On June 29, National Futures Association (NFA) submitted to the Commodity Futures Trading Commission (CFTC) a petition for rulemaking (the Petition) that would revise the exclusions from the definition of a commodity pool operator (CPO) under CFTC Rule 4.5.1 The Petition, as originally submitted, would have required the operator of any qualifying entity under Rule 4.5 (such as registered investment companies, banks, and insurance companies) seeking futures- and commodities-related performance to register with the CFTC as a CPO unless certain conditions were met. On August 18, NFA withdrew the Petition and submitted a revised Petition that makes clear NFA continues to support the imposition of the operating restrictions under Rule 4.5 but intends for the restrictions to apply only to registered investment companies.2 The revised Petition does not change the restrictions that NFA is proposing.

If the CFTC adopts NFA’s proposal, a registered investment company will no longer be able to claim that it is excluded from the CPO definition under Rule 4.5, and, therefore, not required to comply with the registration requirements, unless it limits the initial margin it posts for its speculative commodities-related trading to 5% of the liquidating value of its portfolio, and it does not market participation in the investment company as a means to obtain exposure to commodity futures or options. The intent of the proposal is effectively to require registered investment companies to register the operator of any fund investing, to any material extent, in listed futures or options other than for bona fide hedging purposes. For a full description of these requirements please see our July 1 LawFlash.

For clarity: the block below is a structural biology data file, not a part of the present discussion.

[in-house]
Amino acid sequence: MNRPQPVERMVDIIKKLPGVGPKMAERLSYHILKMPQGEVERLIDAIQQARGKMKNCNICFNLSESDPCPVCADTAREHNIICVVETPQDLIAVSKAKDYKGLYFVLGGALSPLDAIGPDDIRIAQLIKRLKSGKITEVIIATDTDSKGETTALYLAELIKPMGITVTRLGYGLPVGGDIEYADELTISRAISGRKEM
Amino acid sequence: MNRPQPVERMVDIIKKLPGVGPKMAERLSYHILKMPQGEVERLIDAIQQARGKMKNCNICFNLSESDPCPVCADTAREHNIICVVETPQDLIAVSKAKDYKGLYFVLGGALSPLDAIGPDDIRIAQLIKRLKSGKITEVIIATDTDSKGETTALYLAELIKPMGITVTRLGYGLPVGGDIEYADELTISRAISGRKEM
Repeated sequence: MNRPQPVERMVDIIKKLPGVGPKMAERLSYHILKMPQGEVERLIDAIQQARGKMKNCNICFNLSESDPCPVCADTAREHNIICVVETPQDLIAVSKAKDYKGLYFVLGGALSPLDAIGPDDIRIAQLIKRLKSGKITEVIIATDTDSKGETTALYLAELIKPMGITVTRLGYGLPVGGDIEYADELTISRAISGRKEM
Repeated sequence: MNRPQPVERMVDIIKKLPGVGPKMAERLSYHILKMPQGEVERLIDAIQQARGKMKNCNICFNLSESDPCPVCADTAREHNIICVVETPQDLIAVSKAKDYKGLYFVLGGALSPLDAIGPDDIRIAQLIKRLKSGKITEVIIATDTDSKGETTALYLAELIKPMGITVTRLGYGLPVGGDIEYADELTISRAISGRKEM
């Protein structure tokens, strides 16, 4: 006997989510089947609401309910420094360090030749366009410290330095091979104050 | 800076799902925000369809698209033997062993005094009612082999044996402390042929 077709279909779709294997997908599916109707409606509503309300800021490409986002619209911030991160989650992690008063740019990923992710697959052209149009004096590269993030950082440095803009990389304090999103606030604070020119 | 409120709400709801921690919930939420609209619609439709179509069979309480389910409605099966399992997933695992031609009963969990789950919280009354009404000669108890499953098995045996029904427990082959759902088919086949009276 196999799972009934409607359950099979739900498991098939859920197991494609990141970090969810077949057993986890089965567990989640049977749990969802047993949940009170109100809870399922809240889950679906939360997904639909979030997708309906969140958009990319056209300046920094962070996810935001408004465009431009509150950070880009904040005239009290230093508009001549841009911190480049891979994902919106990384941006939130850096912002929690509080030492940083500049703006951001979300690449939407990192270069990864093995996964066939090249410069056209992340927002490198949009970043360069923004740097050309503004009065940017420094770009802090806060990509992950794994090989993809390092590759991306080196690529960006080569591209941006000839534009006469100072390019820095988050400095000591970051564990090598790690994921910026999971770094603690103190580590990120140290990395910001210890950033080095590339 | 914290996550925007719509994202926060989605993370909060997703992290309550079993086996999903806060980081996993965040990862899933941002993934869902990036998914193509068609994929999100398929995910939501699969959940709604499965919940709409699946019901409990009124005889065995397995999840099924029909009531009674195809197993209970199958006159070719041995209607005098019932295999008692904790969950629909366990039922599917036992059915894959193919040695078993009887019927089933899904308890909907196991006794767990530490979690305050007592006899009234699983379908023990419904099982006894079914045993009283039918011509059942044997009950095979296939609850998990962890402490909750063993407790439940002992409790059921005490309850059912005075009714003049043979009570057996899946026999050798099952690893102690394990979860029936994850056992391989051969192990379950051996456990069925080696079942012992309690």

The potential impact of the rules that the CFTC must adopt with respect to swaps in implementing the provisions of the Dodd-Frank Wall Street Reform and Consumer Protection Act in connection with CPO registration is still unclear. However, in monitoring the progress of the NFA’s Petition, registered investment companies may also want to consider the impact that over-the-counter derivatives holdings may have on their registration status.